Many worries dog the race for a COVID-19 vaccine. Is the FDA going to bow to political pressure and possibly approve a vaccine prematurely? How much will a vaccine be rewarded by governments and how will it be allocated to patients? How will distribution work, when the world faces potential supply-chain shortages ranging from glass vials to low-temperature freezers to manage the challenging cold chain? Will enough people take the vaccine to reach herd immunity? Can the government overcome the understandable skepticism of many Black Americans toward a vaccine produced by a medical system with a long history of systemic racism?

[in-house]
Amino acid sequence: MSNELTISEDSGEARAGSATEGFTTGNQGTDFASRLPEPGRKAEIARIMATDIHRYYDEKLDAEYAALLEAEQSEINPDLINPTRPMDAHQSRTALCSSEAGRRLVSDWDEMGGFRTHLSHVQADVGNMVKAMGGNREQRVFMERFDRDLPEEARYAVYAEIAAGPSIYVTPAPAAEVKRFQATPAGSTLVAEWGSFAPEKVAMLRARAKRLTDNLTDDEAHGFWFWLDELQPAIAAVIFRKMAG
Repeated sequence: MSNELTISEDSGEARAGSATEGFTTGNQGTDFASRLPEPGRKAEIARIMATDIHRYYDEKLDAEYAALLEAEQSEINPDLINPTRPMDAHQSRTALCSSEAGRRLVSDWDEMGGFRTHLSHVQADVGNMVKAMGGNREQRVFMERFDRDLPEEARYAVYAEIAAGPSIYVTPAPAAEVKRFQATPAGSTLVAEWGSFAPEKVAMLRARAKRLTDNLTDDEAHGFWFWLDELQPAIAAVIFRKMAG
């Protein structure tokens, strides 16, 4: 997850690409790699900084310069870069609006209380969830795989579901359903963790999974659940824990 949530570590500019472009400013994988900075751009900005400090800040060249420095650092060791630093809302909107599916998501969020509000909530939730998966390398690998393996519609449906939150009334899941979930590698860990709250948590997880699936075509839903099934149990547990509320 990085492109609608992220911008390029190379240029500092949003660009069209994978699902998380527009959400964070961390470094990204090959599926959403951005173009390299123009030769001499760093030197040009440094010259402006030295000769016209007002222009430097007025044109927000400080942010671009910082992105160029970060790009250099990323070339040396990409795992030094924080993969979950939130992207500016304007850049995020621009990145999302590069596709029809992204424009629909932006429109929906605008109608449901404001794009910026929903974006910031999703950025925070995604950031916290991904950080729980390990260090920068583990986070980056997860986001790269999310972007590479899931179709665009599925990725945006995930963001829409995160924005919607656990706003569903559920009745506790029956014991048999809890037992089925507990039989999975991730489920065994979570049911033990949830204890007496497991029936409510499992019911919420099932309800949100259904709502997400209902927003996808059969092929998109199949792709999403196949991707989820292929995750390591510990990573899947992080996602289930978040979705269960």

Alongside these concerns is another substantial challenge: how are firms going to make hundreds of millions—eventually billions—of doses quickly and effectively? As one of us (NP) recently discussed in work with Professors Arti Rai and Timo Minssen, vaccine manufacturing is hard, and the world needs it to happen fast. How should innovation policy scholars and policymakers think about this issue?